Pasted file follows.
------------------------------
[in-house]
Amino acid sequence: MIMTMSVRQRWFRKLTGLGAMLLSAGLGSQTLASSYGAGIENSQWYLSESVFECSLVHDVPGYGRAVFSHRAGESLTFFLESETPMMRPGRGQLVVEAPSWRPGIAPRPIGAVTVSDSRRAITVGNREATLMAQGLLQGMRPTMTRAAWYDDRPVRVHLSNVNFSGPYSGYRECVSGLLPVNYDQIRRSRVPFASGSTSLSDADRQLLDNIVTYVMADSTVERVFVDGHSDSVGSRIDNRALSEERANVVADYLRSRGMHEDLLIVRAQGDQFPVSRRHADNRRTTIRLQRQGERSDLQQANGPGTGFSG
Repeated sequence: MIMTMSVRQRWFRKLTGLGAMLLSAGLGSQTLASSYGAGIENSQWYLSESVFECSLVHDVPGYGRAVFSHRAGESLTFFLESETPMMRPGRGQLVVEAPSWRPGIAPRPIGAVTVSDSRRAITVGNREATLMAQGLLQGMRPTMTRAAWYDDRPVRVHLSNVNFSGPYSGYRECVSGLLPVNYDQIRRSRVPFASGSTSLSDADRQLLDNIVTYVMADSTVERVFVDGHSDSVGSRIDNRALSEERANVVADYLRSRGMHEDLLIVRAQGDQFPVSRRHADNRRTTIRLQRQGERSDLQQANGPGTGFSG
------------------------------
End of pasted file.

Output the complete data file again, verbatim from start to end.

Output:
[in-house]
Amino acid sequence: MIMTMSVRQRWFRKLTGLGAMLLSAGLGSQTLASSYGAGIENSQWYLSESVFECSLVHDVPGYGRAVFSHRAGESLTFFLESETPMMRPGRGQLVVEAPSWRPGIAPRPIGAVTVSDSRRAITVGNREATLMAQGLLQGMRPTMTRAAWYDDRPVRVHLSNVNFSGPYSGYRECVSGLLPVNYDQIRRSRVPFASGSTSLSDADRQLLDNIVTYVMADSTVERVFVDGHSDSVGSRIDNRALSEERANVVADYLRSRGMHEDLLIVRAQGDQFPVSRRHADNRRTTIRLQRQGERSDLQQANGPGTGFSG
Repeated sequence: MIMTMSVRQRWFRKLTGLGAMLLSAGLGSQTLASSYGAGIENSQWYLSESVFECSLVHDVPGYGRAVFSHRAGESLTFFLESETPMMRPGRGQLVVEAPSWRPGIAPRPIGAVTVSDSRRAITVGNREATLMAQGLLQGMRPTMTRAAWYDDRPVRVHLSNVNFSGPYSGYRECVSGLLPVNYDQIRRSRVPFASGSTSLSDADRQLLDNIVTYVMADSTVERVFVDGHSDSVGSRIDNRALSEERANVVADYLRSRGMHEDLLIVRAQGDQFPVSRRHADNRRTTIRLQRQGERSDLQQANGPGTGFSG